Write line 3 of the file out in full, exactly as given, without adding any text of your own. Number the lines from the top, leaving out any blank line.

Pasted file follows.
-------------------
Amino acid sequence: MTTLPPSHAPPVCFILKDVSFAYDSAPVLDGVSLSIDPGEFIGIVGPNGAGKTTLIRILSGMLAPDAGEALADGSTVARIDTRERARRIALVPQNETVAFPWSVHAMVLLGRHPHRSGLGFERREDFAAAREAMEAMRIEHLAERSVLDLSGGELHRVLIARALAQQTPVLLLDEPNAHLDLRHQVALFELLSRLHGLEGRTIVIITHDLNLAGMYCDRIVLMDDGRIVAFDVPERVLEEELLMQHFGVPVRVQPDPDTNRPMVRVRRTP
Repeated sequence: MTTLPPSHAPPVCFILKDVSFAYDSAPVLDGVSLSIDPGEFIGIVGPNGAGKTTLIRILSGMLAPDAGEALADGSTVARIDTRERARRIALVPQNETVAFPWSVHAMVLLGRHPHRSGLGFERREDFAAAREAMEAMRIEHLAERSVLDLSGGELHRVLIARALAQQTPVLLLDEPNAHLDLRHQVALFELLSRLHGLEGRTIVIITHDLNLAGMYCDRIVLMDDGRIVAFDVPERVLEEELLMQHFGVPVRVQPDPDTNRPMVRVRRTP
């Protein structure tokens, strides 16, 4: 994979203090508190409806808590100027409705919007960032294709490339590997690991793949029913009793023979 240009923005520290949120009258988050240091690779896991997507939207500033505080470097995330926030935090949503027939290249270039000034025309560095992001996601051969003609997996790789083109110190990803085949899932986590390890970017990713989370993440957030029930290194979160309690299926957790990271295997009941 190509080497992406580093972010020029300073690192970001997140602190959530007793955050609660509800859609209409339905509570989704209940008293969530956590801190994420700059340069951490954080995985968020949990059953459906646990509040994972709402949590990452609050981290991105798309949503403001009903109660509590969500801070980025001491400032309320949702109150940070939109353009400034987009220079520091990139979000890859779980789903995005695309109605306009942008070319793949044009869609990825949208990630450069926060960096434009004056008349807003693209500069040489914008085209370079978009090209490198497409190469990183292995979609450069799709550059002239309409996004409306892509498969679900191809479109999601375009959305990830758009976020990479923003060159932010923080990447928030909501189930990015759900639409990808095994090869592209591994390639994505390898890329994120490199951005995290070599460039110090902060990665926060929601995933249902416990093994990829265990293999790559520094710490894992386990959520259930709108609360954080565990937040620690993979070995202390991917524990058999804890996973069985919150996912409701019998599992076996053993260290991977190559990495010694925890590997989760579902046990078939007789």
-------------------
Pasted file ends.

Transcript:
């Protein structure tokens, strides 16, 4: 994979203090508190409806808590100027409705919007960032294709490339590997690991793949029913009793023979 240009923005520290949120009258988050240091690779896991997507939207500033505080470097995330926030935090949503027939290249270039000034025309560095992001996601051969003609997996790789083109110190990803085949899932986590390890970017990713989370993440957030029930290194979160309690299926957790990271295997009941 190509080497992406580093972010020029300073690192970001997140602190959530007793955050609660509800859609209409339905509570989704209940008293969530956590801190994420700059340069951490954080995985968020949990059953459906646990509040994972709402949590990452609050981290991105798309949503403001009903109660509590969500801070980025001491400032309320949702109150940070939109353009400034987009220079520091990139979000890859779980789903995005695309109605306009942008070319793949044009869609990825949208990630450069926060960096434009004056008349807003693209500069040489914008085209370079978009090209490198497409190469990183292995979609450069799709550059002239309409996004409306892509498969679900191809479109999601375009959305990830758009976020990479923003060159932010923080990447928030909501189930990015759900639409990808095994090869592209591994390639994505390898890329994120490199951005995290070599460039110090902060990665926060929601995933249902416990093994990829265990293999790559520094710490894992386990959520259930709108609360954080565990937040620690993979070995202390991917524990058999804890996973069985919150996912409701019998599992076996053993260290991977190559990495010694925890590997989760579902046990078939007789």